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Every now and again, I open up my Tumblr account’s “Ask Me” feature, to get blog fodder from folks on the Internet. Last week, I got a gaming question that I thought we should talk about here. The question in question:

When you play games online, the physicality of them changes: for example, you click a button rather than rolling dice. Do you think this automatically makes them less fun?

As written, this question is a little loaded. Do I think the lack of actual, tangible dice automatically makes a game less fun? Automatically? No, I don’t.

I think a good user interface makes the process of button-clicking satisfying. A good UI is a pleasure to interact with, full of hearty clicks and feedback, auditory or visual, that’s almost tangible. A nice, solid UI makes play easier and richer, which can certainly measure up to just as much fun, and can sometimes be more fun.

Peggle, for example, is fun only because its UI is fun — all those satisfying sounds and positive feedback signals.

It depends on the game, though. To me, poker’s tactile experience is an important part of its appeal. I mean, I can enjoy a good online game of Hold ‘Em, don’t get me wrong, but I can get antsy in a way that’s not always helpful. It’s just different.

To re-frame the question, I don’t think LOTRO or WoW would be more fun if I had to roll the dice as often as the game presumably checks for random inputs. It might not be less fun, but I’m not sure that adding the physicality of dice would make it more fun, either.

I like a good die roll, though. I’m not a big fan of electronic rollers (for no really good reason). I like the almost mystical consultation that comes from checking the unknowable via a tiny plastic diviner.

Now, as to the harder question: Do I think the change (or absence!) of physicality can make a game less fun? Absolutely. I just don’t think it’s automatic. But, for example, I have little interest in playing Settlers of Catan on a computer — and I covet that sculpted 3D set that exists out there, if only for its physicality. It’s the physicality of some Fantasy Flight board games that so often makes me want them, even though I’m unlikely to play them very often with my casual gamer friends. It’s the physical snap of my travel Scrabble set that makes me prefer it over even the nice wooden tiles of a standard set.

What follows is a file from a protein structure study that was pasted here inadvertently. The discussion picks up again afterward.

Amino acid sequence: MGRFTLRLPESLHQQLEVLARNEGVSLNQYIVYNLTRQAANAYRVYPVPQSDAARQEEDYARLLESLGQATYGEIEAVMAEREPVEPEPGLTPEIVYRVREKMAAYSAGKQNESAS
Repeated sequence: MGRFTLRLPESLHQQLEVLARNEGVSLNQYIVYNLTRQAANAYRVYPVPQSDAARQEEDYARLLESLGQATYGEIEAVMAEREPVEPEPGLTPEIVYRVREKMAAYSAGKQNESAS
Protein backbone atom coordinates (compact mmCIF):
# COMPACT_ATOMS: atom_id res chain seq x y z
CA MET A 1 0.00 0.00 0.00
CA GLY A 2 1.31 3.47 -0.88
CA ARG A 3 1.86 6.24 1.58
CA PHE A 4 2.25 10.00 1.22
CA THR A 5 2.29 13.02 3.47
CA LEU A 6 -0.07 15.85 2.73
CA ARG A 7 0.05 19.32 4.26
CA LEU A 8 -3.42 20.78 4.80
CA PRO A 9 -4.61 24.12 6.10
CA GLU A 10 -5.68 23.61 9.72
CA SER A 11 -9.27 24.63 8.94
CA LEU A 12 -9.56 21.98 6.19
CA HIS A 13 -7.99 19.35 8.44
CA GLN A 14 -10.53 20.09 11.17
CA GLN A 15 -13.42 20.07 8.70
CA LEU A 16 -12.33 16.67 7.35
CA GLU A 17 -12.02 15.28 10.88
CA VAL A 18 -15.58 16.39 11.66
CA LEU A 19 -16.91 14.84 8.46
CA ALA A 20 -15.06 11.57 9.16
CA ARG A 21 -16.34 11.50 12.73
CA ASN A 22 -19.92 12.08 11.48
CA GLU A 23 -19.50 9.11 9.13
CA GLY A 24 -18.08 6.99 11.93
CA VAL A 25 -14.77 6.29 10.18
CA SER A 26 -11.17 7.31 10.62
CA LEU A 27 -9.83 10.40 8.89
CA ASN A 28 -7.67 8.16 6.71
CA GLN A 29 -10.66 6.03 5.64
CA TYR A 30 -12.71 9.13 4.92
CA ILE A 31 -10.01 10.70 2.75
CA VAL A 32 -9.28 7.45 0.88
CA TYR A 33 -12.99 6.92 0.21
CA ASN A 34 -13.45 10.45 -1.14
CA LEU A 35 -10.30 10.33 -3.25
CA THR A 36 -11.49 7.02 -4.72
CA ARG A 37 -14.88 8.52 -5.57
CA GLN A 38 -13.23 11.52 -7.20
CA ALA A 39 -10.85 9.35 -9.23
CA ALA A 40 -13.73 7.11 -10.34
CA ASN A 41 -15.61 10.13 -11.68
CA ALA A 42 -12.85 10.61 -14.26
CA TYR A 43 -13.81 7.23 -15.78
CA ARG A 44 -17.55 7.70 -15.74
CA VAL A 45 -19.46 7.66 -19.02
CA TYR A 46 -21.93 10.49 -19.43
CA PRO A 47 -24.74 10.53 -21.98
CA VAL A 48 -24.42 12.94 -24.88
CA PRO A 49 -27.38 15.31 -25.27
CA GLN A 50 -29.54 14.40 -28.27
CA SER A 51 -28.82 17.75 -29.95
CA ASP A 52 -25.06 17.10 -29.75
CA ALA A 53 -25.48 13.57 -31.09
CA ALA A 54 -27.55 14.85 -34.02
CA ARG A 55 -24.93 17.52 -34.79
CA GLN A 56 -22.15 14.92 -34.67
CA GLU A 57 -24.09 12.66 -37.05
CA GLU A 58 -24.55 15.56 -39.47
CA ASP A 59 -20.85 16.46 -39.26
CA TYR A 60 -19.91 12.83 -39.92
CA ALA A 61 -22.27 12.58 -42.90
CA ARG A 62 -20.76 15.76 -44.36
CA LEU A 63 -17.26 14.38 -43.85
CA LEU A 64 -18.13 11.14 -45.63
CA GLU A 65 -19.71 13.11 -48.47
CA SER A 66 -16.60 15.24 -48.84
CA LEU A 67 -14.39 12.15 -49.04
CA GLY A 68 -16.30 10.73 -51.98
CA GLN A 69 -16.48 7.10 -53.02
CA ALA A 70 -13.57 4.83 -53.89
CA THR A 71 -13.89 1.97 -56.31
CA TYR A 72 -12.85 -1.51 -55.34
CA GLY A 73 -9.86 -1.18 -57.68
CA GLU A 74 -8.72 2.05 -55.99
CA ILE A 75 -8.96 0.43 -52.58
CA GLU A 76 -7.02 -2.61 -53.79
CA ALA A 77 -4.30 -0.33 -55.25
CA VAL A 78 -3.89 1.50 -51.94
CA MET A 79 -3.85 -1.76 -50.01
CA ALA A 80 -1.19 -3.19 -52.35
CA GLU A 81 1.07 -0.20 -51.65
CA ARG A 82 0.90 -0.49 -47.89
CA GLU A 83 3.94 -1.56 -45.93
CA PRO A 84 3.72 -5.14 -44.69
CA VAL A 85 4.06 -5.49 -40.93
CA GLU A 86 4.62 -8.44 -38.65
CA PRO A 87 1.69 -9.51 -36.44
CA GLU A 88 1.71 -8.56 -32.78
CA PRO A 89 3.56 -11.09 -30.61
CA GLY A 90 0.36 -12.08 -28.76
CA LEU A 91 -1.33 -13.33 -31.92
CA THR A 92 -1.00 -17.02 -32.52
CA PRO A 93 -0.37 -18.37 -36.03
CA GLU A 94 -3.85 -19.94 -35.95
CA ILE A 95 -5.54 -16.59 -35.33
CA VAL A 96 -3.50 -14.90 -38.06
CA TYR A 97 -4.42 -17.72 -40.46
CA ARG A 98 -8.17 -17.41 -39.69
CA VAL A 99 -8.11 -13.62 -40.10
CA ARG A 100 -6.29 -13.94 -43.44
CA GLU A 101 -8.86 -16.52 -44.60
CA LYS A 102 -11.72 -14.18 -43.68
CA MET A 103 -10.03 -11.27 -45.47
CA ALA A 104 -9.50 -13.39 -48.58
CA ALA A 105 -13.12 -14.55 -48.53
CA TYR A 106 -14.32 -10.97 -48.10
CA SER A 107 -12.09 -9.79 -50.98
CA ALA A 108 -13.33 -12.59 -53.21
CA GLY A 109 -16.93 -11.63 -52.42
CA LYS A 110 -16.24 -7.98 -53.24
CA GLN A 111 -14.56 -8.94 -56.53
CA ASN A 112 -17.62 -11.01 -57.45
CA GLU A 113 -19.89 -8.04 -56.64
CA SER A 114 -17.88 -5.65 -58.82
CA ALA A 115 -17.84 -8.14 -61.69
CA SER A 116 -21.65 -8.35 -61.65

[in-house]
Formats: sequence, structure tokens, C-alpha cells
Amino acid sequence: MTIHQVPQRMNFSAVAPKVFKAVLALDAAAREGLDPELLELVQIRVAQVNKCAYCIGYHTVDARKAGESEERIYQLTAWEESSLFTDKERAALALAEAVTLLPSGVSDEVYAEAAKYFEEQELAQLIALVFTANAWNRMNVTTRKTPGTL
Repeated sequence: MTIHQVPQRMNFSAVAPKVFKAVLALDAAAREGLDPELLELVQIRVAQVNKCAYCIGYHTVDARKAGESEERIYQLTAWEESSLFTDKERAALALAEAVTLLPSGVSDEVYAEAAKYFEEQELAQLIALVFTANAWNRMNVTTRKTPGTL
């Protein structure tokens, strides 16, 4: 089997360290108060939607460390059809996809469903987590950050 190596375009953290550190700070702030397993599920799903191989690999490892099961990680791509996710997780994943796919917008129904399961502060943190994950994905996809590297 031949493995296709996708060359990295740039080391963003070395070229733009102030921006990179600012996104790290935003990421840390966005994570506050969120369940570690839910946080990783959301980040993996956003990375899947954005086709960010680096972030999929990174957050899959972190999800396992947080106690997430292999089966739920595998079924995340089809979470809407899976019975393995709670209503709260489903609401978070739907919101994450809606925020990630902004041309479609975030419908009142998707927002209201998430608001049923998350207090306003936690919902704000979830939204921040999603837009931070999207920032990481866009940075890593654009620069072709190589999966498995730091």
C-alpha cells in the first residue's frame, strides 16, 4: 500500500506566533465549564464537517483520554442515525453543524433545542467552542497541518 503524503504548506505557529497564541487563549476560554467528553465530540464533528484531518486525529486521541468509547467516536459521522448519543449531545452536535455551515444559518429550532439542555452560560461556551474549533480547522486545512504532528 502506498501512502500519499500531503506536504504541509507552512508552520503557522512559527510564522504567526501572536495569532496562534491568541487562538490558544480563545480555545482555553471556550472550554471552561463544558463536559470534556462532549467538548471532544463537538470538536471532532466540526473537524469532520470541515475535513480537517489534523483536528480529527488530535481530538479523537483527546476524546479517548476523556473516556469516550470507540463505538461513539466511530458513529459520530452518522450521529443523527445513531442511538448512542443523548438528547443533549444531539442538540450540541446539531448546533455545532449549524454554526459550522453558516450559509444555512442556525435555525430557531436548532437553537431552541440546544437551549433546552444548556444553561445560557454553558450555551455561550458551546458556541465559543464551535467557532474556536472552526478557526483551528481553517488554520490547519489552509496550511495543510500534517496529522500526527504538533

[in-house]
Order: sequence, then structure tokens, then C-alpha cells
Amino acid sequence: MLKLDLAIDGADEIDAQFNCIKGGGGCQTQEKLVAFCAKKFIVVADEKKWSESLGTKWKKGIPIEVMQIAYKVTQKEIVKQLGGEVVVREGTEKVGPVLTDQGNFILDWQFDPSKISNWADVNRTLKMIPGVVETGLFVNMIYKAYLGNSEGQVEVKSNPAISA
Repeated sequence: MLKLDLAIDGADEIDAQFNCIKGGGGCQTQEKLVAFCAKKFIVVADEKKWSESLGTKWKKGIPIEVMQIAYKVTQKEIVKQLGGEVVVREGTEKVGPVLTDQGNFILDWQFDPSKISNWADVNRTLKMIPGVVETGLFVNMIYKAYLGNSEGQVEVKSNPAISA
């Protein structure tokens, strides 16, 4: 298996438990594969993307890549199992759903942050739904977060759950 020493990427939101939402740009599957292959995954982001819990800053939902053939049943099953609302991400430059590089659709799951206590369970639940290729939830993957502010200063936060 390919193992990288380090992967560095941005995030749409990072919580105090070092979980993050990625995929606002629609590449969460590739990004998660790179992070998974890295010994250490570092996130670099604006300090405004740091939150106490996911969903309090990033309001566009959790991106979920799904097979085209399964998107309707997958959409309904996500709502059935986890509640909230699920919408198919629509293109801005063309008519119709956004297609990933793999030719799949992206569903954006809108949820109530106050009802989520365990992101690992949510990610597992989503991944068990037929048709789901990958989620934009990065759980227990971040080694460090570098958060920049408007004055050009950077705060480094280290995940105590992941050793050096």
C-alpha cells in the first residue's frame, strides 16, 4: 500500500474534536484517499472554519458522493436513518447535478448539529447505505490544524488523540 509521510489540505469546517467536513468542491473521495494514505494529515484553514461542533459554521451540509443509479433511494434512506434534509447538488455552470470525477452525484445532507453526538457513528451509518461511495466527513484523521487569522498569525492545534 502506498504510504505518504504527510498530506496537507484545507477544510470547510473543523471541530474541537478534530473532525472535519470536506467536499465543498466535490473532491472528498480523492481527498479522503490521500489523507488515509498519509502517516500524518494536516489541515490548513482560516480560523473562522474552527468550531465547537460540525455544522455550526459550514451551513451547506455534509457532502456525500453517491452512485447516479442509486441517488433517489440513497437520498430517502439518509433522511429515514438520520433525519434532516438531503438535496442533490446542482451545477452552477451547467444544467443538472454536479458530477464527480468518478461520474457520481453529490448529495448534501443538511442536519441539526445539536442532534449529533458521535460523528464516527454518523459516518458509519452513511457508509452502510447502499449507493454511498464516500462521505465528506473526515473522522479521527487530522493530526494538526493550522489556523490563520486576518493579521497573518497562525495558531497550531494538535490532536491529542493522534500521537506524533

More to the point, I think the physicality of board games, coupled with technological assistance to make them easier to play, is what makes things like the new Surface technology so exciting. We may see board games become more widely popular when people are able to sit around a table in some (please, please, please) high-tech game parlor, sliding electronic cards and actual, physical pieces around a digital game board while sipping on mochas. The new hybrid physicality, if I can coin a phrase, that blends digital interfaces with physical pawns could be an anchor for new third places and as many new types of popular games as Facebook’s networked easiness has. I can hope, at least.

What do you think?